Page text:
This Samsung 20-50mm review is our first review of a Samsung product, and to be honest it was a pleasant surprise. This lens is usually sold as a kit lens with Samsung NX cameras, but is also available separately. The field of view of this zoom lens is perfect for many subjects, from portraits to landscapes to sunsets. The Samsung 20-50mm lens has a compact, collapsible design and support for Samsung’s i-Function system. When not in use, the lens contracts, which enables you to carry your Samsung camera in a jacket pocket. This lens has no built-in image stabilization. There’s not much competition for this lens, other than Samsung NX lenses. Currently no third party manufacturer produce lenses for the NX system.
Samsung 20-50mm @ Samsung NX 1000 review
FOV Samsung 20-50mm @ 20mm
This standard zoom lens provides a 2.5x zoom range and a field of view equivalent to a 30-75mm lens on a camera with a full frame sensor.
The lens barrel and the lens mount of this light (119 grams) lens are constructed from plastics. The Samsung 20-50mm has a metallic matte finish and a blue metallic ring between the lens body and manual focus ring. In order ro collapse the lens for transport, you will have to use a switch on the zoom ring.
There’s an i-Function button on the side of the lens, which provides quick access to a function like shutter speed, white balance, ISO, EV or aperture, that you’ve selected in the camera menu. The i-Function button is an original way to provide quick access to certain camera settings. Perhaps I’ve been photographing too many years, since my personal preference proved to be changing settings through the camera menus and the rear control wheel. Despite my personal preferences, I recognize the extra convenience the i-Function has to offer to many photographers.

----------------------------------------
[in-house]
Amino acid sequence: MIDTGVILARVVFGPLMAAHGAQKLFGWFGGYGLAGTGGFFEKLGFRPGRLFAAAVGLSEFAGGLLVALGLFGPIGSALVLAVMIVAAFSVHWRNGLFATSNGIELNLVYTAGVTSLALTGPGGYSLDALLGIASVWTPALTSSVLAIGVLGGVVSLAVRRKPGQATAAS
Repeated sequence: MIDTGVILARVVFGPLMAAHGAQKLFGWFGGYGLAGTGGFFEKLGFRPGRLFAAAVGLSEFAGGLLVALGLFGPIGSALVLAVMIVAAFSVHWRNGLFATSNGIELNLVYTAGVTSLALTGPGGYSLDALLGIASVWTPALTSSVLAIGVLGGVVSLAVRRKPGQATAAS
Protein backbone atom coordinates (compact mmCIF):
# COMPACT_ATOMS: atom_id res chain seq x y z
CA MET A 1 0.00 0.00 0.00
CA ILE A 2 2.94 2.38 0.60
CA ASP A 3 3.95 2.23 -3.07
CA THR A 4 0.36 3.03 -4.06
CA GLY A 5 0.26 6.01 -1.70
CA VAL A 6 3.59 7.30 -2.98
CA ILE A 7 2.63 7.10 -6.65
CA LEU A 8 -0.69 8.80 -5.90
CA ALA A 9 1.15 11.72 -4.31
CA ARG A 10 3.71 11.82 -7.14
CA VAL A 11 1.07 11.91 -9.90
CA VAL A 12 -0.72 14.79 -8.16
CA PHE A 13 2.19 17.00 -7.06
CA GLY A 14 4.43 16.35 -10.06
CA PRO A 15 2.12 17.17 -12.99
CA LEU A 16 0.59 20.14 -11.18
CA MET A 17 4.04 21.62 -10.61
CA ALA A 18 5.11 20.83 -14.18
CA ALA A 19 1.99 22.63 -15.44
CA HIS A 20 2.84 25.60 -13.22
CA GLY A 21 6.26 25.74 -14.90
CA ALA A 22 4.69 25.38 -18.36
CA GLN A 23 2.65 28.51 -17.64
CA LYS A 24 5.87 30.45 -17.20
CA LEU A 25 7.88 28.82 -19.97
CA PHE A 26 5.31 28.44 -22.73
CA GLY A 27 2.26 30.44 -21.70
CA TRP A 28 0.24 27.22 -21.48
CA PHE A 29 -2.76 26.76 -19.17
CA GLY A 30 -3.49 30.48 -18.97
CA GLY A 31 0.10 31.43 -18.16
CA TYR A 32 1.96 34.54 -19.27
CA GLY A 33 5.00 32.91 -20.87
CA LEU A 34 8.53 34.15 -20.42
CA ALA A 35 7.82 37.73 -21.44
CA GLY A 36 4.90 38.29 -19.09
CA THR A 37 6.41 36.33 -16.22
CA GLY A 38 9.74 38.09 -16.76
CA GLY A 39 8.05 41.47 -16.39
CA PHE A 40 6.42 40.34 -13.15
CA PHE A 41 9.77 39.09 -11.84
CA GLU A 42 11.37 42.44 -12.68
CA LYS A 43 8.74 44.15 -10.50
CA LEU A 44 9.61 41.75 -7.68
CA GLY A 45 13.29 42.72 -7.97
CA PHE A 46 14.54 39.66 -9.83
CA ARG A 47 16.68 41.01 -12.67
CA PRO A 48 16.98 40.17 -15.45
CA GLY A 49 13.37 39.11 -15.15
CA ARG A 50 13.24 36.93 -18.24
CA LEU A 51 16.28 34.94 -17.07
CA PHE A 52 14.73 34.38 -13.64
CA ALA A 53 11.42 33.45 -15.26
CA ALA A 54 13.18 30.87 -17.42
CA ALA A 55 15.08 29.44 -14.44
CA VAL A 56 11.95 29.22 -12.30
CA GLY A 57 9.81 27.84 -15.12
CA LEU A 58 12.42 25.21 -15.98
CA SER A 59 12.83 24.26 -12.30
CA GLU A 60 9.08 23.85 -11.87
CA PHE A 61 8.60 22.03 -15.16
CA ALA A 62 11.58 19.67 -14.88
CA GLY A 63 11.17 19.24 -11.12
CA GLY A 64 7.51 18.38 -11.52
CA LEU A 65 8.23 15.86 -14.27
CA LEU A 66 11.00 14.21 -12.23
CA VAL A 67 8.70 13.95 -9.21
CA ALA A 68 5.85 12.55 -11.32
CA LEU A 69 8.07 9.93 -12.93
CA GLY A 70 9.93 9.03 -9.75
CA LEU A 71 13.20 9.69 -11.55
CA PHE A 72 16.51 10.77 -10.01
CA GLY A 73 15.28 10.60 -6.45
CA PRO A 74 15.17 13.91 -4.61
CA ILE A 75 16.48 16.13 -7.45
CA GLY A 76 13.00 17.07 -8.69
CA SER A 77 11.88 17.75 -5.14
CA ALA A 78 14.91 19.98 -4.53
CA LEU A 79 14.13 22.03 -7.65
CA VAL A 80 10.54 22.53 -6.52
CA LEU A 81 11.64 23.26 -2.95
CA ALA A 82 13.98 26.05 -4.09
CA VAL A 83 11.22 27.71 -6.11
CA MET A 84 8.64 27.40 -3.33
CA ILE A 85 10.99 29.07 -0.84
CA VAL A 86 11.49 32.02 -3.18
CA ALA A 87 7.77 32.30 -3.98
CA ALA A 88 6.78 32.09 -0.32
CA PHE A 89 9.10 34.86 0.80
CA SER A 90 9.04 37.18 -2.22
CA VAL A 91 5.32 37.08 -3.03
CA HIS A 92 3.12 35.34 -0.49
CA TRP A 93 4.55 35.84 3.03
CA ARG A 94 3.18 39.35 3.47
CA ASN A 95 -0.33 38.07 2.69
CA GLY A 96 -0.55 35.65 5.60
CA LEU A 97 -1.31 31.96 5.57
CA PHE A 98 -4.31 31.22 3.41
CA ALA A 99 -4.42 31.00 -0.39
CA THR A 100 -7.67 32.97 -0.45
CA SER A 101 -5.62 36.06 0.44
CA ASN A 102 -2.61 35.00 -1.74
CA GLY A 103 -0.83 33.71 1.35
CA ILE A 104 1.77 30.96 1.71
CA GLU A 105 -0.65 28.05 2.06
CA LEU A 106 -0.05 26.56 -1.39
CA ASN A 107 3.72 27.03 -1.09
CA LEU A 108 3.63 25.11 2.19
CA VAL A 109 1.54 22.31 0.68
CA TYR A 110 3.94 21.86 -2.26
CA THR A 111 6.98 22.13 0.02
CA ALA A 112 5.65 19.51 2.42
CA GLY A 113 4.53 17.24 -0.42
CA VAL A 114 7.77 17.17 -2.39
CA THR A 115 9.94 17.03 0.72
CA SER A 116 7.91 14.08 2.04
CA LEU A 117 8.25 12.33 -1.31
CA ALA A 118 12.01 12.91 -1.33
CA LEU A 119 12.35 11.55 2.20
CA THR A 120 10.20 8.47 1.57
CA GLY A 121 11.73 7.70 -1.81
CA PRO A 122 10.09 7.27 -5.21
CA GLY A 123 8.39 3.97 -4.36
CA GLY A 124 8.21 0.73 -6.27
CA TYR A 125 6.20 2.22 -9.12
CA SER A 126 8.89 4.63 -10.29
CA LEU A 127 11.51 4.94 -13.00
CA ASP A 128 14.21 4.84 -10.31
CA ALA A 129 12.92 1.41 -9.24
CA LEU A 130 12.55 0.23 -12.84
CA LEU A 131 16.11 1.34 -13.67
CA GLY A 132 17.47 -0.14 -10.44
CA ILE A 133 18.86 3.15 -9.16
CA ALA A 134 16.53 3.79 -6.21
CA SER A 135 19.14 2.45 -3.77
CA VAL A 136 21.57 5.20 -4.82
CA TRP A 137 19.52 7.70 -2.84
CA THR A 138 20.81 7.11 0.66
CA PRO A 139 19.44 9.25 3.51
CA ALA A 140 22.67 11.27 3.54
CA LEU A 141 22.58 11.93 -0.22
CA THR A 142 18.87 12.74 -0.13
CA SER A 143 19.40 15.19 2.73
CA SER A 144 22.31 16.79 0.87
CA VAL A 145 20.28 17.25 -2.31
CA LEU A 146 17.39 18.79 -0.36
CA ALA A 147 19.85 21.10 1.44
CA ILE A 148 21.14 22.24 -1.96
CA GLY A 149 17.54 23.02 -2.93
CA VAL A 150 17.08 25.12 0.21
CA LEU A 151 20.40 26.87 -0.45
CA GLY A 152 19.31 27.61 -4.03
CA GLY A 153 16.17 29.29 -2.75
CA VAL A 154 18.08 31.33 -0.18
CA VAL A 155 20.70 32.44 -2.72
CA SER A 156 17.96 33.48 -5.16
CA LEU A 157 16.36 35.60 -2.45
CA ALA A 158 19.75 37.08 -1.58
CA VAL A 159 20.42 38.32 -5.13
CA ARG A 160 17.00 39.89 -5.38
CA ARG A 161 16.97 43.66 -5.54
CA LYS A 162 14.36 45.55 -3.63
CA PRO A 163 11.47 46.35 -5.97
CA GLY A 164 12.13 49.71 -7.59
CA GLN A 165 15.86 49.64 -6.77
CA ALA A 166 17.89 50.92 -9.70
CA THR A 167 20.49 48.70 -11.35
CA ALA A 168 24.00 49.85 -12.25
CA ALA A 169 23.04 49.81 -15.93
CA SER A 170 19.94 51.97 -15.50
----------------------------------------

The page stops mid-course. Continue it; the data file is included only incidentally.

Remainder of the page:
The Samsung NX1000 and the Samsung 20-50mm lens successfully and in a reasonable speed achieves focus virtually all of the time. In low light situations, the AF assist lamp helps. Focusing isn’t performed internally. The lens barrel rotates during focusing. It is threaded for 40.5 mm filters.
Manual focus operates “by-wire”, which means you don’t feel resistance when you reach either end of the focusing range. Accurate manual focus is easy and straightforward: in manual focus mode, the screen instantly magnifies the center section of the image.Samsung 20-50mm @ 50mm, f/5.6, 100 ISO, 1/80
The Samsung 20-50mm will give you sharp images, no matter which focal length or aperture setting you choose. At all focal lengths the resolution in the center is higher than the resolution in the corners or at the borders of the image. But even in the worst case, the resolution in the utmost corner is higher than 1500 LW/PH. When you compare the corner sharpness directly with the original image (move your mouse over the image below), you can see the difference in sharpness when you blow up the image to 100%. For many (most?) photographers the lower resolution in the corners compared with the center resolution will be no issue at all.